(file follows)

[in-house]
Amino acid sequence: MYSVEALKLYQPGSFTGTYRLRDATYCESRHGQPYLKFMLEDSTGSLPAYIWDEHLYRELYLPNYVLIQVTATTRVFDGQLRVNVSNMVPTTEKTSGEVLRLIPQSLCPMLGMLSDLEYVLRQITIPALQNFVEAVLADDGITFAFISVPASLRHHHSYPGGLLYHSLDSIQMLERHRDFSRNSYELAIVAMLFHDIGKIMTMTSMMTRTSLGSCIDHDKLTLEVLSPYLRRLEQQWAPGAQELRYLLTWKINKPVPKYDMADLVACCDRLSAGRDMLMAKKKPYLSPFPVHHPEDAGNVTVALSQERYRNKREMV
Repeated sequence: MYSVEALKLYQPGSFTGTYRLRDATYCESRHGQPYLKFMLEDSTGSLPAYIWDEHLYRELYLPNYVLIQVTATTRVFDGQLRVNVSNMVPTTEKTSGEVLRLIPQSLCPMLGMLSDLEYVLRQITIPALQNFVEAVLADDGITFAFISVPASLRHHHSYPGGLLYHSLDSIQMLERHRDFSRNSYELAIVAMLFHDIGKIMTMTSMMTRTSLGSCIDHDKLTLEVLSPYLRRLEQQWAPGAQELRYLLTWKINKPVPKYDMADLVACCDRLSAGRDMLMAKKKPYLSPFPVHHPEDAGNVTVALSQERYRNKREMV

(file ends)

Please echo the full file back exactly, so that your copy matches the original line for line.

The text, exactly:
[in-house]
Amino acid sequence: MYSVEALKLYQPGSFTGTYRLRDATYCESRHGQPYLKFMLEDSTGSLPAYIWDEHLYRELYLPNYVLIQVTATTRVFDGQLRVNVSNMVPTTEKTSGEVLRLIPQSLCPMLGMLSDLEYVLRQITIPALQNFVEAVLADDGITFAFISVPASLRHHHSYPGGLLYHSLDSIQMLERHRDFSRNSYELAIVAMLFHDIGKIMTMTSMMTRTSLGSCIDHDKLTLEVLSPYLRRLEQQWAPGAQELRYLLTWKINKPVPKYDMADLVACCDRLSAGRDMLMAKKKPYLSPFPVHHPEDAGNVTVALSQERYRNKREMV
Repeated sequence: MYSVEALKLYQPGSFTGTYRLRDATYCESRHGQPYLKFMLEDSTGSLPAYIWDEHLYRELYLPNYVLIQVTATTRVFDGQLRVNVSNMVPTTEKTSGEVLRLIPQSLCPMLGMLSDLEYVLRQITIPALQNFVEAVLADDGITFAFISVPASLRHHHSYPGGLLYHSLDSIQMLERHRDFSRNSYELAIVAMLFHDIGKIMTMTSMMTRTSLGSCIDHDKLTLEVLSPYLRRLEQQWAPGAQELRYLLTWKINKPVPKYDMADLVACCDRLSAGRDMLMAKKKPYLSPFPVHHPEDAGNVTVALSQERYRNKREMV